In May, four members of the CSNTM staff took an intensive course on using this new camera. We are now one of a handful of organizations in the world using a portable MSI camera. And this means that more doors are opening for us across the globe.

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PREPARING MANUSCRIPTS
IN TBILISI

And third, while the staff was learning the ropes with this game-changing camera, I was in Tbilisi (Republic of Georgia) with two former interns, Brit Burnette and Laura Peisker. We were on a ‘front trip’ to make contact with two libraries in Tbilisi and one in Mestia. A native of Georgia, Nino Fincher, translated for us as we built relationships, examined manuscripts, and wrote up our findings for the digitizing team that would follow. Then, as we were flying back home, Rob Marcello, CSNTM’s Assistant Executive Director, and Jacob Peterson flew to Tbilisi with the new camera.

I met up with Rob and Jacob in Greece where we did more photography. Finally, we traversed northern Europe, landing in Heidelberg. In these locales, words on ancient papyrus and parchment—words that time forgot—have come to life again!

So, where do we go from here? We are working out contracts for next year’s expeditions with institutes in Greece, Germany, and the U.S. Libraries, museums, and monasteries are seeking CSNTM’s help to digitally preserve these ancient artifacts, these irreplaceable treasures of the Church.

We have the opportunities. We have the staff. We have the equipment. But we don’t have all the funds needed to do this work. We are making aggressive plans for upcoming expeditions. This Christmas season, we hope to raise the first $150,000 needed to begin our work on these critical expeditions.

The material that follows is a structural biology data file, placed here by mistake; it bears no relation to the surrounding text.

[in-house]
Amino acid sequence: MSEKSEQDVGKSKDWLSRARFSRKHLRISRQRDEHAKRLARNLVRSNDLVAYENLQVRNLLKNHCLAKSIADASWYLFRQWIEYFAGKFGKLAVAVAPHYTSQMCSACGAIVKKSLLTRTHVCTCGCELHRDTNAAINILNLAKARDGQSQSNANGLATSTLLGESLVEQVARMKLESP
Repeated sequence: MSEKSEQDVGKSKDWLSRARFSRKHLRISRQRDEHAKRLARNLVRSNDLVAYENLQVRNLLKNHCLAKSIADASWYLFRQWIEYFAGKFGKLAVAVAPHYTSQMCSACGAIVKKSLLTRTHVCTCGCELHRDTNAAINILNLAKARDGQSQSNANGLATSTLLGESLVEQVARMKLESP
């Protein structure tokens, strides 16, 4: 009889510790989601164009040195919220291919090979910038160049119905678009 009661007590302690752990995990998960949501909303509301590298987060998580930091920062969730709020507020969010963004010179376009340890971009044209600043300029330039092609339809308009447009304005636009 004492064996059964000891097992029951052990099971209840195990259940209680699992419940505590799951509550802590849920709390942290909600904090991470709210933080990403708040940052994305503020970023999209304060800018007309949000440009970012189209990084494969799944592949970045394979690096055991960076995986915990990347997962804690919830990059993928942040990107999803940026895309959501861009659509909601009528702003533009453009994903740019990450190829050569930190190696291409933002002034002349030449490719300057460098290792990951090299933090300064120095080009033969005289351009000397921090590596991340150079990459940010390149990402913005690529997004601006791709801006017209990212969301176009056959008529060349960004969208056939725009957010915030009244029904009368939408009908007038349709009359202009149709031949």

It is CSNTM’s mission both to protect the past and to ensure the future of these sacred Scriptures. As you ponder your end-of-the-year giving, please consider making a generous investment in this work. Our equipment and staff are opening doors across the globe, but it takes a team to make these expeditions possible.

Will you make an investment that ensures the handwritten text of the New Testament is preserved for the next generation? Together, we can accomplish our mission by having:

  • 2 people who give $25,000
  • 2 people who give $15,000
  • 2 people who give $10,000
  • 4 people who give $5,000
  • 15 people who give $1,000
  • 15 people who give $500
  • 15 people who give $250
  • 25 people who give $100
  • 10 people who give $50
  • 30 people who give $25

 

In His Grip,

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Daniel B. Wallace
Executive Director
Center for the Study of New Testament Manuscripts
www.csntm.org

 

25 DAYS OF CHRISTMAS

I want to tell you about a special giving opportunity through CSNTM that will make a substantial difference in our mission to preserve ancient New Testament manuscripts for the modern world.

It is called the 25 Days of Christmas. We are inviting 25 of you to give $25 monthly by December 25th. Together, your partnership will give $7,500 in year-round support for CSNTM’s mission to preserve, study, and share Greek New Testament manuscripts.

Monthly donations are a critical part of CSNTM’s planning for future expeditions and special projects. Your monthly donations could unlock the partnership between CSNTM and a library or monastery. You can preserve a unique manuscript before it experiences further deterioration. And you would give everyone worldwide access to the best images of some of the earliest texts of the New Testament.

Will you join our special team of 25 and make a monthly gift of $25?